What's the best thing you ever ate?
There is this verse in the Bible that reads, "Taste and see that the Lord is good." This was obviously said by somebody who had already tasted to see that the Lord was good... and He was. And then they want you to taste and see, too.
Do you have in your head what the best thing you ever ate might have been?
It's Chicken & Waffles from the Metro Diner in Jacksonville, Florida.
What you are seeing is perfectly fried chicken, unbelievably created waffles, a side of maple syrup mixed with hot sauce and topped with some heavenly strawberry butter. Oh, and powdered sugar.
Right now. Right this second I am wishing that I could get in my car and drive to Jacksonville to eat this.
You can take my word for it that eating this is about the closest to Glory that you can get this side of Glory. Because I ate it, and it was good, I want everyone to enjoy it, too.
When you consume something so good, so satisfying, so unbelievably good that you feel it down to your toes...
You share it. You desire it again. You never forget it.
It becomes a part of you.
Which is why I say that the authority of Scripture is an inward rather than an outward authority. Because you are what you eat. If you consume Scripture, you will absorb it, and if you absorb it it will become a part of you, and once that happens you are directed by it somehow.
The question was: "What authority does the Bible have over my life?"
The answer I am proposing is this: "Does it taste good to you?"
You see, it's not about having a set of rules, laws, warnings and directives---although those things do exist inside the Bible. But if that was the sum total of the message of the Bible it wouldn't be very tasty.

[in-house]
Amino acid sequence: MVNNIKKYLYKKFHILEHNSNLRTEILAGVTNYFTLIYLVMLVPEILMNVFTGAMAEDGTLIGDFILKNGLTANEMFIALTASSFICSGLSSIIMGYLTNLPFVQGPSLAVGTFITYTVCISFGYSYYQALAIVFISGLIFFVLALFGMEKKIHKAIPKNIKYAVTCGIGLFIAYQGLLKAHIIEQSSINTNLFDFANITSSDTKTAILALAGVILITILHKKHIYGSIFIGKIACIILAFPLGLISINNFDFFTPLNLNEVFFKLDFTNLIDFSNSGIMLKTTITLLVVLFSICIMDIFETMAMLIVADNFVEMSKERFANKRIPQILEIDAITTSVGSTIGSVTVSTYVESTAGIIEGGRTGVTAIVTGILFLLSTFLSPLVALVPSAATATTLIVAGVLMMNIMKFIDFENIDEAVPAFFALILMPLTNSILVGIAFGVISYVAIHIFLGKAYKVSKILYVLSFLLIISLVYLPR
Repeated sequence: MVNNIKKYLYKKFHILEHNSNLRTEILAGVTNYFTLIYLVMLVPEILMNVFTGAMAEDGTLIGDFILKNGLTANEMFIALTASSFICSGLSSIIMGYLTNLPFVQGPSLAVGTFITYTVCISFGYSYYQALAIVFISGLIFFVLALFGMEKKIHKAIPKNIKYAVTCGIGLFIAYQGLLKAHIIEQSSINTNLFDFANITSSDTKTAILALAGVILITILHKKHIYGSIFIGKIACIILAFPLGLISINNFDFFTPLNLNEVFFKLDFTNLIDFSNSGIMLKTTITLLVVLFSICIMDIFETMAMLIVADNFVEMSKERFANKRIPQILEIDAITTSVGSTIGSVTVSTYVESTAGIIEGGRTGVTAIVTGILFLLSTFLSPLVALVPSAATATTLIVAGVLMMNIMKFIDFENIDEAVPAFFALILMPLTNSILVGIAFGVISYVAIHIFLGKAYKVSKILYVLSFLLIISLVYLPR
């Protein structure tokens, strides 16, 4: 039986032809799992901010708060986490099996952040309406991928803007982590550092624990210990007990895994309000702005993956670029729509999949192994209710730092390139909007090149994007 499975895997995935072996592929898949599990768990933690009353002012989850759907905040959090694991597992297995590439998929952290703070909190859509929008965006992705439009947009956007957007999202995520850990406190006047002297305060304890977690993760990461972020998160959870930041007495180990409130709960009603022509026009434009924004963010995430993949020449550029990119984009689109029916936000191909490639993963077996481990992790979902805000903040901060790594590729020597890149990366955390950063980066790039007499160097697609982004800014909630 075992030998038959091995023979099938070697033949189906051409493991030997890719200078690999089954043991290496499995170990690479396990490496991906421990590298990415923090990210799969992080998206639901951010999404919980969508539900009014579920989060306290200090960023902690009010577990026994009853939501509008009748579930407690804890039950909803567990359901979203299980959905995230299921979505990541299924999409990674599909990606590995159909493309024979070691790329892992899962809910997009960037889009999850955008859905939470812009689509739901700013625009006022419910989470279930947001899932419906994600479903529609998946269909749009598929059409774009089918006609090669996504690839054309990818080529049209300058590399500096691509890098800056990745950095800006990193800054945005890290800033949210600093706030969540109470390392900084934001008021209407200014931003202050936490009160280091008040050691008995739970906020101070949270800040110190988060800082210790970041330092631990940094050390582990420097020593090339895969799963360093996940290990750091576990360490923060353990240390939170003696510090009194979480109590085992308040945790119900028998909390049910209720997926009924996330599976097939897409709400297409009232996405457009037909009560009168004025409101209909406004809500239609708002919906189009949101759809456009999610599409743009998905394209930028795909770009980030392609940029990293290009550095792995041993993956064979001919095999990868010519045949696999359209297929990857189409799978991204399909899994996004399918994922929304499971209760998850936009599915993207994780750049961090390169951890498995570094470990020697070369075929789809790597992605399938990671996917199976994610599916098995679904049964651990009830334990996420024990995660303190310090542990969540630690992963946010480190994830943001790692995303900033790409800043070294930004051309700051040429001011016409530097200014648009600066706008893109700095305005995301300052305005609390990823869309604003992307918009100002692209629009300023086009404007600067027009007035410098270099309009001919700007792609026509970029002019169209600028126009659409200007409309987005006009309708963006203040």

Here's a way to understand this better: When John the Revelator eats the scroll in Revelation, the angel tells him, "It's going to taste as sweet as honey in your mouth.... But it's going to make your stomach sour, pal."
It was a Maalox moment for the prophet. Sometimes there are things in Scripture that might not sit well with us---things that are hard for us to hear. But the taste is still sweet, because the WHOLE of the message is one of redemption, love and undeniable grace.
That Guy I Knew who spouted off Scripture in every moment didn't see the Bible as Chicken and Waffles. He saw it as a hefty, old law book. It's not. It's Chicken and Waffles. Or whatever the best thing you ever ate was. The Bible wields authority over us when we consume it, absorb it and it becomes part of our very DNA.
It changes us then. We find ourselves living by it not because we are afraid but because we feel it so deeply inside of us. We discover that we desire it more and more, and can't stop thinking about it.
And we want everyone to sample it with us.
Go ahead. Take a bite.